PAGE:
What does Deus Ex Machina Mean?
The phrase deus ex machina is a Latin theatrical term meaning "god from a machine," although many sources translate machina as the crane used to lower actors to the stage. When the Romans conquered Greece, many of the Roman playwrights maintained the traditions of Greek theater, including the idea of using this technique as a legitimate plot device. Deus ex machina is the introduction of a contrived character, often a god or goddess, into a play in order to miraculously rescue the hero or resolve a complicated plotline. In many Greek and Roman plays, a god or goddess who had been watching the proceedings from a distance is suddenly lowered into the scene by means of a crane-driven cloud or chariot. Even if the introduction of the character makes little sense dramatically, the playwright could always be assured of an ending.
Over time, this plot device expanded to include any number of characters suddenly introduced for the sole purpose of resolving a complicated plotline. Even forces of nature might be used as a form of deus ex machina. The entire set may be destroyed by fire or a sudden earthquake, for instance. Audiences attending a Greek or Roman comedy were usually quite willing to suspend disbelief as long as the characters were entertaining. The Greek philosopher Aristotle, as well as other critics, often derided the practice as deceptive and unsophisticated.
In modern times, the plot device appears most often in soap operas or action/adventure motion pictures. Often, a complicated plot on a daytime soap opera is resolved by the sudden reappearance of a character assumed to be dead. Other plotlines may be resolved as the work of an evil twin or a character who has become criminally insane. One of the most controversial uses of it occurred on the television series Dallas. In order for actor Patrick Duffy to return to the cast, an entire season had to be explained as a nightmare suffered by his character's wife.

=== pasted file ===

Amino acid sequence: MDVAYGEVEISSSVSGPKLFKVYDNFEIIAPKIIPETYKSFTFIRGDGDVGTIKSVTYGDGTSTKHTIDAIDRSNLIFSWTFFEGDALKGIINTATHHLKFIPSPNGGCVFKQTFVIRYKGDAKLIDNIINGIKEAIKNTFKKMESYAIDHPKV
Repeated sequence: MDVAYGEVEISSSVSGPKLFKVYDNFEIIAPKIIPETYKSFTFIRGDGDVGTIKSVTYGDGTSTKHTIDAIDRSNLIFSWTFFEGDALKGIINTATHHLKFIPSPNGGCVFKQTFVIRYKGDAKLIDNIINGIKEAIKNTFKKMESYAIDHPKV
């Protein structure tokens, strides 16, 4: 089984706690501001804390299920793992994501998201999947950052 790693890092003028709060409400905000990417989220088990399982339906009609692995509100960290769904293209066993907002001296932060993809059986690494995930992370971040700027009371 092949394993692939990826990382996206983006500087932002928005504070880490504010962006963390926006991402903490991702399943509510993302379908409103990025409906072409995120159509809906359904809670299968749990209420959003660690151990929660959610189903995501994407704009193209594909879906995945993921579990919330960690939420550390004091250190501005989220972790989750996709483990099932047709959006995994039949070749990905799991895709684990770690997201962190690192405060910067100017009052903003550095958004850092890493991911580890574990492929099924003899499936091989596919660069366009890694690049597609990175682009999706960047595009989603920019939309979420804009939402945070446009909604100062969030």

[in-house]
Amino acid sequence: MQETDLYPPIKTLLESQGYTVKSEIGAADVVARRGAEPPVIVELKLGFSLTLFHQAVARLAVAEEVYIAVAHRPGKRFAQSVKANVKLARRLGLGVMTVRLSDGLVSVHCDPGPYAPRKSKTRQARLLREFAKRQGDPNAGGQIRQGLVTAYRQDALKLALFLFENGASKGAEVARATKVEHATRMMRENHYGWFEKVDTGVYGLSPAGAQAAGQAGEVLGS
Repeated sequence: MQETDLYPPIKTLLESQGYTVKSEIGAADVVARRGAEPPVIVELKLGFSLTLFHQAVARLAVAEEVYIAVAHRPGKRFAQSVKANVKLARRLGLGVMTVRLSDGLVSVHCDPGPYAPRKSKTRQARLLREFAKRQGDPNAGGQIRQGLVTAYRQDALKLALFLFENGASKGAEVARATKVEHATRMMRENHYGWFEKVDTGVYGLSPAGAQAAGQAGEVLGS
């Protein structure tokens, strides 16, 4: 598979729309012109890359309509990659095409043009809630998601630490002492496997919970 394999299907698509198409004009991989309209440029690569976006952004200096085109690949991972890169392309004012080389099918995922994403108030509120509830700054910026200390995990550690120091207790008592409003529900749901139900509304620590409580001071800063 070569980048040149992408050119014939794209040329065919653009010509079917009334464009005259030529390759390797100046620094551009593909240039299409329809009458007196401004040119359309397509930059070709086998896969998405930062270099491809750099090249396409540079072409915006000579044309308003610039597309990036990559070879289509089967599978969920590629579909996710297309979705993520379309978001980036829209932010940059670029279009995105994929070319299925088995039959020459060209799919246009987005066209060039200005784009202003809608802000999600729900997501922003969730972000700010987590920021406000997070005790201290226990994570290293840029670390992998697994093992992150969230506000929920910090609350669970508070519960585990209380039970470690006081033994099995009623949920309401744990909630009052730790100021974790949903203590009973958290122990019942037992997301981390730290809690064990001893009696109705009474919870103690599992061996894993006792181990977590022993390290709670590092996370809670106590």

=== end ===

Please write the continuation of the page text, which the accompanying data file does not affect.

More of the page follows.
The concept of deus ex machina can also be applied to the business or social arena as well. Sometimes a hostile takeover is thwarted by the last-minute appearance of a new investor or financier, for example. Travelers stranded on the side of the road may be rescued by the driver of an empty bus. While the use of this type of ending in a play may seem artificial or contrived, their occurrence in real life often seems heroic or miraculous. A god or goddess may not arrive in a chariot in real life, but a tow truck driver or police officer often works just as well.
@anon73036 if you want to look beyond the internet, Aristotle mentions the term in pretty strong detail in his Poetics; Other philosophers and thinkers, including Friedrich Nietzsche, also wrote about the concept later, both positively or negatively.
Of course, you could also explain it through an example of any of the many plays which use deus ex machinae, including several by Euripides, Shakespeare, and many other well known playwrights.
Thank you. This is the first decent explanation of Deus ex Machina I've found. The net is littered with horrible examples and misconceptions of the term. As a teacher, I've been trying to find a concise example or explanation that goes beyond my own personal explanation. Thanks again.
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